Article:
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Nonna's Italian Kitchen: Delicious Home-Style Vegan Cuisine (Healthy World Cuisine) Paperback – August, 1998


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Nonna's Italian Kitchen: Delicious Home-Style Vegan Cuisine (Healthy World Cuisine) + The ( Almost ) No Fat Cookbook: Everyday Vegetarian Recipes + World Vegan Feast: 200 Fabulous Recipes From Over 50 Countries
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Product Details

  • Series: Healthy World Cuisine
  • Paperback: 256 pages
  • Publisher: Book Pub Co; 1 edition (August 1998)
  • Language: English
  • ISBN-10: 1570670552
  • ISBN-13: 978-1570670558
  • Product Dimensions: 0.8 x 6.8 x 8.2 inches
  • Shipping Weight: 12 ounces (View shipping rates and policies)
  • Average Customer Review: 4.5 out of 5 stars  See all reviews (31 customer reviews)
  • Amazon Best Sellers Rank: #433,055 in Books (See Top 100 in Books)

Editorial Reviews

Review

Vegan cooking expert Bryanna Clark Grogan presents regional Italian dishes, enriched with fascinating food history of the area, and reveals how Itailan cooks work their culinary magic.

From the Publisher

This is the first vegan (meat- and dairy-free) Italian cookbook on the market. Those who are lactose intolerant or need to lower their cholesterol can use these recipes to enjoy their favorite Italian dishes.

More About the Author

To see more than 100 photos of recipes in "World Vegan Feast", go to: http://tinyurl.com/6vbksdn
Bryanna is the author of 8 popular vegan cookbooks, including the new release, World Vegan Feast, vegan bestseller "Nonna's Italian Kitchen", and is co-author of several others. She wrote and published the popular subscription newsletter, the Vegan Feast, for 5 years, and maintains a vegan cooking blog, veganfeastkitchen.blogspot.com.

Bryanna has devoted over 40 years to the study of cooking and nutrition, the last 23 to vegan cooking. Eighteen of her (pre-vegetarian) recipes appeared in The Harrowsmith Cookbook, Vol. I and some in The Harrowsmith Pasta Cookbook, as well. She wrote newspaper cooking columns for over 20 years, wrote and edited a newsletter on bread and sourdough, and was a frequent contributor and reviewer for Vegetarian Times magazine for 5 years. In 2001 she became a "resident expert" and moderator of the Vegsource New Vegetarian discussion board.

She has conducted cooking workshops and classes in her local area and at numerous health and vegetarian conferences and gatherings in North America over the years (including several NAVS Summerfests). In February 2002 she was a guest speaker at the International Scientific Conference on Chinese Plant Based Nutrition and Cuisine in Philadelphia, hosted by the American Vegan Societyand the Institute for Plant Based Nutrition. Over several years, Bryanna has demonstrated some of her recipes and signed books at the Vegetarians of Washington 2-day "Vegfest" in Seattle, and has also appeared at the Portland, Oregon's VegFest. Some of her recipes appear in the Seattle VegFest cookbook, The Veg-Feasting Cookbook . In April of 2006 and 2007, Bryanna was the only Canadian presenting, alongside many reknowned vegan chefs and restauranteurs, at the Vegetarian Awakening vegan chefs' conference in Grand Rapids, MI. Bryanna has also presented at the McDougall Celebrity Chef Weekend in Santa Rosa, CA. She appeared as a panelist on 2 panels (Nutrition and Publishing) at the 1st vegan bloggers conference in Portland,OR. the VidaVeganCon in August 2011.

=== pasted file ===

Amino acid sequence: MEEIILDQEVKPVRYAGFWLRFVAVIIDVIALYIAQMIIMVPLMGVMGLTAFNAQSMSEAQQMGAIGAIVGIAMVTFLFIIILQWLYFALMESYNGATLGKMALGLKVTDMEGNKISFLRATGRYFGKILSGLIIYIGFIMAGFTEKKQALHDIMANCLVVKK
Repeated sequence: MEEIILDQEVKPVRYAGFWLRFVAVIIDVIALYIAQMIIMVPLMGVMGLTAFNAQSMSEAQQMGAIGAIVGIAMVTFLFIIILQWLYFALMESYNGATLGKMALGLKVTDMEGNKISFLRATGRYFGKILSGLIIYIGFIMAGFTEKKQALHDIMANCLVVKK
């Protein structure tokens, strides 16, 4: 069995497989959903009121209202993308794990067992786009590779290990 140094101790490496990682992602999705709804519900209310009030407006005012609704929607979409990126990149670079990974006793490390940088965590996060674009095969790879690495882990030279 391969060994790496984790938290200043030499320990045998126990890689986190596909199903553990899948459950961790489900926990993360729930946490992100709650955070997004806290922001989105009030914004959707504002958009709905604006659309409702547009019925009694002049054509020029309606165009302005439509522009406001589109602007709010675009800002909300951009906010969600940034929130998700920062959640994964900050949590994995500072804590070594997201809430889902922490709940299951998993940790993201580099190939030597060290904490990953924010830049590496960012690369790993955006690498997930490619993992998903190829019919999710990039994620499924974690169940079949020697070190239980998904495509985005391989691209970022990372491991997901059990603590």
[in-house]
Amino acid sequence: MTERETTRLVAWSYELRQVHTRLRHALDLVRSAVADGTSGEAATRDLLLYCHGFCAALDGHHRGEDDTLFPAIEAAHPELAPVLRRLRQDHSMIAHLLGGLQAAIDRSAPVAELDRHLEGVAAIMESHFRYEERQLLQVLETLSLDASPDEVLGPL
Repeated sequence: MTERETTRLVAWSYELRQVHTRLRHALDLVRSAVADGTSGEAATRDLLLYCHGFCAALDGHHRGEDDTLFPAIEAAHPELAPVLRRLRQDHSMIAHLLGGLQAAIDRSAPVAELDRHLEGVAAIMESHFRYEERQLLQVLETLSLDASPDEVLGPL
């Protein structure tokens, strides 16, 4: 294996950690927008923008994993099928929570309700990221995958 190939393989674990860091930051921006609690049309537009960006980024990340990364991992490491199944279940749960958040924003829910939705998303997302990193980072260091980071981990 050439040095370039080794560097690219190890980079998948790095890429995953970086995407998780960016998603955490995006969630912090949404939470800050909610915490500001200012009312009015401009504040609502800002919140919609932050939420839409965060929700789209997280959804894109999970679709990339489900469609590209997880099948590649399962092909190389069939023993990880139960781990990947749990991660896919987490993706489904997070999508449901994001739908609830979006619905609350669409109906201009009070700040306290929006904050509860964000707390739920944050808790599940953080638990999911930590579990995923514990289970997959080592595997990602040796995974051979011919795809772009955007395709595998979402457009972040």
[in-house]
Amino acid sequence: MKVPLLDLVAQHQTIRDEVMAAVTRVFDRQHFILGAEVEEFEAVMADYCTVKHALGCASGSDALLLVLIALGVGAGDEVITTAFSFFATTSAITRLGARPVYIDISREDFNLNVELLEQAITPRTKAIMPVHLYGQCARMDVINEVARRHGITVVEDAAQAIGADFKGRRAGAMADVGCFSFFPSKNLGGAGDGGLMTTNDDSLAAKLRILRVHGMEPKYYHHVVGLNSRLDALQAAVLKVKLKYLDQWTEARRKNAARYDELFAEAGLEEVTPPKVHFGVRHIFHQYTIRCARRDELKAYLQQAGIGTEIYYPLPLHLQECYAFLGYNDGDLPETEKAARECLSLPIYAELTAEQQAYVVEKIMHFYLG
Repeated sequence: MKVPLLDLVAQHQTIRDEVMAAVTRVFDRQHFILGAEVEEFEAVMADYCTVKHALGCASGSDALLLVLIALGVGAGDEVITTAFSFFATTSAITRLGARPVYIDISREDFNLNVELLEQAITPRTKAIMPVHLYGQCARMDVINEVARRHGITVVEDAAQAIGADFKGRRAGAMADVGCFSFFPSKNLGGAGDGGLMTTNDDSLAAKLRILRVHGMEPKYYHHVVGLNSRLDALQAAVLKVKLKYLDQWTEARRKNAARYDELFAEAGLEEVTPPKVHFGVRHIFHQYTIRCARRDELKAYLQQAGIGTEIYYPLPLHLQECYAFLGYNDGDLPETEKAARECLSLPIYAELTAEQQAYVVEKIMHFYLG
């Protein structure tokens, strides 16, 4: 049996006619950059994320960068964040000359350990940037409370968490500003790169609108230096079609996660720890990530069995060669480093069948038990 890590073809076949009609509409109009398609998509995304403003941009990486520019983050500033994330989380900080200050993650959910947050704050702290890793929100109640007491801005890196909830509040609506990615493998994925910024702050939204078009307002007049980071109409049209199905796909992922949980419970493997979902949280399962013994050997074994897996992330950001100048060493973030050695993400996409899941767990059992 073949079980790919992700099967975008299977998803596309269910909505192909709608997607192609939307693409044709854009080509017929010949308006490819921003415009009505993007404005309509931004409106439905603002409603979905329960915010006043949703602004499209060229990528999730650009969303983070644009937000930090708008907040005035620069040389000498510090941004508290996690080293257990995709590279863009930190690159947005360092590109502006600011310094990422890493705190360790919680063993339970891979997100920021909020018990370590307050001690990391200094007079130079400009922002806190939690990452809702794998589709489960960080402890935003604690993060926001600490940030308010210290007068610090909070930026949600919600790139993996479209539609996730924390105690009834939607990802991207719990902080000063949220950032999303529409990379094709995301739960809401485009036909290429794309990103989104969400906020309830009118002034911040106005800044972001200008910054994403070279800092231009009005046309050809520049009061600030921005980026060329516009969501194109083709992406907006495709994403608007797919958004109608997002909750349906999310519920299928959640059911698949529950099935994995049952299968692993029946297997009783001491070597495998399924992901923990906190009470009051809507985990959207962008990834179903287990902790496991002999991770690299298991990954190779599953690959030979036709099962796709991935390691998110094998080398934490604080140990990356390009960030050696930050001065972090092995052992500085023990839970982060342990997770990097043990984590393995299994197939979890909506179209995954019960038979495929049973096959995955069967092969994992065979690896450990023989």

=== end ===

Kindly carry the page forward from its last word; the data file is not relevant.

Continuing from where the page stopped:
Her recipes also appear on Dr. Andrew Weil's website, and his new HealthyAging site, and in Howard Lyman's ("the Mad Cowboy", a former cattle rancher turned vegan activist) book, No More Bull!. Some of her recipes also appear in Cooking with PETA.

Clinical researcher Dr. Neal Barnard of Physicians Committee for Responsible Medicine asked Bryanna to develop recipes for his ground-breaking book on diabetes, "Dr. Neal Barnard's Program for Reversing Diabetes: The Scientifically Proven System for Reversing Diabetes Without Drugs". Bryanna appears in the new vegan cooking DVD "Everyday Dish" with authors Julie Hasson and Dreena Burton. She is currently working on recipes and research for an exciting new book with David Lee, founder of the Fieldroast company in Seattle, WA. She is also working on a book on making homemade seitan in a number of ways.

Bryanna was born in California, but has resided in British Columbia, Canada for many years. She raised a family of four children, two foster sons, and also has two stepsons, and 9 grandchildren. She was a La Leche League leader (mother-to-mother breastfeeding support) for several years and taught cooking and baking at LLL International conferences in Chicago, Kansas City, Washington, DC and Anaheim, as well as serving as an Associate Editor for the LLL official cookbook, Whole Foods for the Whole Family, still in print (NAL Books). She was also instrumental in opening the first vegetarian restaurant in Courtenay, BC.

Bryanna loves experimenting and learning. The main focus of her cooking is low-fat vegan cooking, particularly ethnic cooking. She is considered an expert at making tofu appealing to die-hard "soyaphobes", but in her books World Vegan Feast, 20 Minutes to Dinner, Nonna's Italian Kitchen, she has addressed the needs of vegans allergic to soy by providing non-soy alternatives to most of the soy-based recipes. With each book she learns more about the processes of cooking--how and why things work. Her great joy is sharing what she's learned with others, and she delights in helping vegans keep true to their heritage through "veganizing" their family and national recipes.

Bryanna has run a small branch of the Vancouver Is. Regional Library for 30 years and hopes to write a mystery novel someday with a vegan detective, combining two of her life interests. She also loves dancing, particularly Middle Eastern and Latin, and danced with the Melissae Dance Company of Denman Island, BC for 6 years.

Customer Reviews

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Beyond dairy alternative, vegans will also like the many traditionally meat-filled Italian dishes that Bryanna takes on.